One of the most common discussions for decades at this point is the website experience. Books, articles, videos, and webinars have all discussed the important roles your website plays in the grand scheme of converting prospects into customers.
First, there needs to be complete continuity between your ad and landing page (learn more in our landing page tips). The copy and imagery should look and feel the same and communicate the exact same message.
There should be no dissonance between these two components. The ad should align perfectly with the page that users are being directed to. This is one of the easiest ways to increase conversion rates and lower your customer acquisition cost.
As far as web speed goes, you should ensure your website does not take too long to load and is easily navigable. Regardless of whether you are using a landing page that is hosted on something like HubSpot or Unbounce, many individuals will want to browse your primary site before making any purchasing decision. You can learn how to optimize your page speed here.
Whether it’s through looking at Google Analytics data or the conversion information provided within the advertising platforms (YouTube Studio may surprise you), it is important to understand as much as you can about the conversions taking place, such as:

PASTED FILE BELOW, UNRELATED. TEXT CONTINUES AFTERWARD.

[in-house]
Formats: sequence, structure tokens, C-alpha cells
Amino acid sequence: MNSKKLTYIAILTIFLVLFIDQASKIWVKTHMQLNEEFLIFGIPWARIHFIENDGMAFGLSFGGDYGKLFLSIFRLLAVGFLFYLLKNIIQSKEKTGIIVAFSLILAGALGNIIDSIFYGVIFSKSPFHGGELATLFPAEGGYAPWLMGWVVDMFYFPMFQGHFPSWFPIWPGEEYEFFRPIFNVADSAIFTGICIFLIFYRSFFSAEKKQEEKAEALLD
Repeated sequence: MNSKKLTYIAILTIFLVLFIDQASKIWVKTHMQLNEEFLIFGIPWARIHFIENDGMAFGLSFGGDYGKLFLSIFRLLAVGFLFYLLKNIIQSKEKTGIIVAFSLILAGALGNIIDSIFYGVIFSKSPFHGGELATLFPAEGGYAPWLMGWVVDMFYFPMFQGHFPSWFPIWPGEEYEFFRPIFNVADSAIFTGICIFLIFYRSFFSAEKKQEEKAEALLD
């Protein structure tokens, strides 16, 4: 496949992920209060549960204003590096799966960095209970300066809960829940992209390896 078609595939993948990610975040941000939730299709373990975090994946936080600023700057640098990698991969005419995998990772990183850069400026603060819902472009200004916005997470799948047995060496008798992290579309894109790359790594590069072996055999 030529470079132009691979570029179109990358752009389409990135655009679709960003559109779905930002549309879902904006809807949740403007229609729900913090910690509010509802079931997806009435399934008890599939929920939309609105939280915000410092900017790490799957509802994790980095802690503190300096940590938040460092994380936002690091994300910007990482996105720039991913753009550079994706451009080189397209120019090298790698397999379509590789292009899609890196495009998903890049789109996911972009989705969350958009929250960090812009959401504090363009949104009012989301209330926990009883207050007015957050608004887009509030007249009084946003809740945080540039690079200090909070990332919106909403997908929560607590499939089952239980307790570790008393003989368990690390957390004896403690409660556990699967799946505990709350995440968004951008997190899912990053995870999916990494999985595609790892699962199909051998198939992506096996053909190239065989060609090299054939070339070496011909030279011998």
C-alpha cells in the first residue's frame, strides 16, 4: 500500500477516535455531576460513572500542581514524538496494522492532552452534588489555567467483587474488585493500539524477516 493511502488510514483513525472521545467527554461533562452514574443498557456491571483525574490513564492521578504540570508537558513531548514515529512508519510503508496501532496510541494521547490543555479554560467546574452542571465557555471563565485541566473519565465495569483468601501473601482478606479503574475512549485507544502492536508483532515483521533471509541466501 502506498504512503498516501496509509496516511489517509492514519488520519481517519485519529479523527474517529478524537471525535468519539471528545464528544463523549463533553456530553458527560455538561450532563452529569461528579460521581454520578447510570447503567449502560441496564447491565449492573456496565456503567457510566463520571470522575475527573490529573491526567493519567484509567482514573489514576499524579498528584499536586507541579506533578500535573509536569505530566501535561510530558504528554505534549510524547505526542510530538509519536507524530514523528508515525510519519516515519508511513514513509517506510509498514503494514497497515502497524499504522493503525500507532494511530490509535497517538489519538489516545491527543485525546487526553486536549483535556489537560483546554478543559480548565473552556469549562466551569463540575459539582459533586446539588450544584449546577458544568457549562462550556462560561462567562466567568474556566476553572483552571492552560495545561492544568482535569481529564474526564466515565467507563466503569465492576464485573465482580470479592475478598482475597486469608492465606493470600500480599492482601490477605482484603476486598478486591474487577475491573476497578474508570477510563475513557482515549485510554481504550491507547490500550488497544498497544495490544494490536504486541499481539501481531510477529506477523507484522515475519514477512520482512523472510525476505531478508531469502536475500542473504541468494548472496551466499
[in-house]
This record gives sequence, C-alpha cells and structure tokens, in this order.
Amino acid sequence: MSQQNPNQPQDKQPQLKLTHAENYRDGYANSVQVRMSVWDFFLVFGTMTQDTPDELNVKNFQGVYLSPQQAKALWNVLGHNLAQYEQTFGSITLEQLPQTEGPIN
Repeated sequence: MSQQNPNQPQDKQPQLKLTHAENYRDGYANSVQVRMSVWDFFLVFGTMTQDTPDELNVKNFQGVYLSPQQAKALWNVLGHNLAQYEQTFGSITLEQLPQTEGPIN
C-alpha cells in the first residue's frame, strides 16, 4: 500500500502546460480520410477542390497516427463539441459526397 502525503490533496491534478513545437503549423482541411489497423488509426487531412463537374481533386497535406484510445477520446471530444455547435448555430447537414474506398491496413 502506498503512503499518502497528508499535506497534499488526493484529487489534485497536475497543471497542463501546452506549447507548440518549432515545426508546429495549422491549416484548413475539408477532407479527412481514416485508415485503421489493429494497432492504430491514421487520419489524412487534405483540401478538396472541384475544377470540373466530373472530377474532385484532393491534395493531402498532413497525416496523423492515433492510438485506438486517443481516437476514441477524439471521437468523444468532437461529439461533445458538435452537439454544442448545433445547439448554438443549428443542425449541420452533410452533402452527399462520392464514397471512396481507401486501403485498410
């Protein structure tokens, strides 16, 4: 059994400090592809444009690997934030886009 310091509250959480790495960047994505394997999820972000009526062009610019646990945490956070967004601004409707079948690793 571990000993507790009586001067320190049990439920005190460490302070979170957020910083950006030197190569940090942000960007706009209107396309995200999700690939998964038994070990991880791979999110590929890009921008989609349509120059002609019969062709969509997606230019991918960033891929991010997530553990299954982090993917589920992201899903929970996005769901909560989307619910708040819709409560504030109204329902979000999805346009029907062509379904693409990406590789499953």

If you find that most of your leads convert through the time window of 9AM to 5PM Monday through Friday, schedule your ads to only run at those times to get the most out of your ad spend and lower your CAC.
If you see that desktop users are costlier to acquire but are much higher in quality, then you should allow yourself to spend more to acquire these users and eliminate or separate mobile users entirely.
Get into the weeds on your conversion data so you can spend more only where and when you need to instead of increasing costs overall and wasting spend.
You can also check to see if you’re wasting spend with our free Google Ads Performance Grader.
There are multiple layers to an effective paid ad strategy that could warrant several blog posts, but a lot can be achieved just by paying attention to the details of how your campaigns are set up. The first detaili to check is, on the Facebook or YouTube side of things, the placements you are targeting. For example, many businesses will run direct response campaigns while having the setting for “automatic placements” enabled at the ad set level:
This will automatically include the “Audience Network” which will serve your Facebook ads across various app properties.